Thank goodness for the sight of Vesuvio in the distance giving us the occasional reminder that we are in Italia. I know it may sound weird, but sometimes I find it difficult to tell that we are even in Italy while being in lockdown on this military base. Most everyone is American, all the buildings look the same, you can’t see any surrounding cities from inside, and it’s not really obvious from looking at the mountains in the other directions that those are Italian mountains. We could be anywhere. Yet, if we look closely there are two neat finds that serve as a reminder that we are in fact here, and one of them sits somewhere between the cold medicine and the laundry detergent- you just have to look down! Inside the NEX and commissary stores you can stand over history and see the remains of ancient ruins at your feet!! In the commissary, what you see below are the ruins of an ancient Roman bakery, whereas, near the hardware in the NEX you can see the remains of an archeological well.
The other reminder sits outside in the far back of the military base. If it weren’t for the stairwell hinting that something is below, it would just look like a bunch of tangly bushes surrounded by a fence. But it’s what you see over that fence that reminds us that we are in Italy- a Roman burial site. When construction crews began working on the future military site in the mid 1990’s, they began uncovering artifacts. Now, it’s not uncommon to dig in Italy and find something, so sometimes it’s what you find that counts. Among the discoveries here in Gricignano, 93 Bronze Age tombs occupied by the remains and possessions of their owners were excavated. Things like amber necklaces, to pottery, and a finely carved Egyptian pendant were discovered. Today those artifacts are displayed in an archeological museum in a nearby town called Succivo. “The Bronze Age settlement at Gricignano was itself fleeting, according to archeologists, who date it to the last three decades of the eighth century B.C. Villagers farmed and traded their surplus with coastal communities, including early Greek colonies at Ischia and Cuma. They had contact with the sea-going Phoenicians and traded for items as far abroad as Egypt and Syria.” The upper floor of the local museum exhibits items removed from the tombs excavated at the Navy site; the lower floor is devoted to artifacts from the surrounding communities, including some dating back to the 18th century B.C. We have yet to visit this museum because Covid has not been in our favor but one day I hope to see what was once here before us.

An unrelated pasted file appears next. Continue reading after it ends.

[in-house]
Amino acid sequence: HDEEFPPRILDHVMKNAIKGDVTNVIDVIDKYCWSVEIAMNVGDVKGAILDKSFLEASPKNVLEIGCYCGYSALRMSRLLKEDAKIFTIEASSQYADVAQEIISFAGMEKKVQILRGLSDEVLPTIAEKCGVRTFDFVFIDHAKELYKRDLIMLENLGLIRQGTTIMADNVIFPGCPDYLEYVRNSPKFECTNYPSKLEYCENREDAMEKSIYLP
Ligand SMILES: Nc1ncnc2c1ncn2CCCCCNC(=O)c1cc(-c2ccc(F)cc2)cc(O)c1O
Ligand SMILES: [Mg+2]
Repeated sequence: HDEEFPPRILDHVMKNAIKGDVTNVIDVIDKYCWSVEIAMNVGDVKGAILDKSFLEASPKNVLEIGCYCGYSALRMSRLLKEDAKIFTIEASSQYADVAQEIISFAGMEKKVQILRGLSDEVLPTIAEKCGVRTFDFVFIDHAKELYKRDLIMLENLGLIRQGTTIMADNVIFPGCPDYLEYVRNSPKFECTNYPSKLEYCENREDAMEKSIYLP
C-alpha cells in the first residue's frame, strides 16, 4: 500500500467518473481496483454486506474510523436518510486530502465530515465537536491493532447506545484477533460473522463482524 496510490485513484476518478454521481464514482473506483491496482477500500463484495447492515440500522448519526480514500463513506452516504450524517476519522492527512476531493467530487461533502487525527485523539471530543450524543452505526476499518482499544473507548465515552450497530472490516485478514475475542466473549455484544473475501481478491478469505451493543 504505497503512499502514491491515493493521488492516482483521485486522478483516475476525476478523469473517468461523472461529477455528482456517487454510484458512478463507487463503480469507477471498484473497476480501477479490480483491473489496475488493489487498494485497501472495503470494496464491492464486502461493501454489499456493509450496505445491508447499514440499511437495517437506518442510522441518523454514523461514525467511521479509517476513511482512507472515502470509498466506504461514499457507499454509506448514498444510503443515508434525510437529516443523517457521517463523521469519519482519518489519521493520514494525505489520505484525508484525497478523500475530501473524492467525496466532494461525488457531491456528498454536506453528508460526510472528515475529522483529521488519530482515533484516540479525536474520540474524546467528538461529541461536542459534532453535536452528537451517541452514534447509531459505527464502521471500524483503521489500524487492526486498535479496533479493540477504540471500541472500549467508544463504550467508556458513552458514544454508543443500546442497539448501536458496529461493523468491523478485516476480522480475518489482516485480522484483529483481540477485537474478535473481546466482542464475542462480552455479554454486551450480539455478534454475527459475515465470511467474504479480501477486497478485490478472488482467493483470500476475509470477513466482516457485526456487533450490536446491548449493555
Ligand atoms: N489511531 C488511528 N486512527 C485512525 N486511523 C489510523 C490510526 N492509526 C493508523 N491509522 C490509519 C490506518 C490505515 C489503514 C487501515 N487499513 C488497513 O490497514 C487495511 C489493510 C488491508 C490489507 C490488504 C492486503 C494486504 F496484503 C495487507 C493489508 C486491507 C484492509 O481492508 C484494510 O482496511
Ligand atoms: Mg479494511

Our roots will forever be from here, America, born and raised. Yet, life requires us to move more frequently than we care to count. Whether living stateside or abroad, you can always find us traveling somewhere. We scout out places that you only think you can dream of one day seeing and we seek out those that aren’t found in guidebooks. We then bring them to life here in our travel memos, so hopefully, one day you too can visit them or at least be able to live vicariously through us. This blog isn’t just about crossing off places from a bucket list. It’s about absorbing and learning how other cultures grow and fit into the same world that we do. Life is short and the world is big. Enjoy and get out there!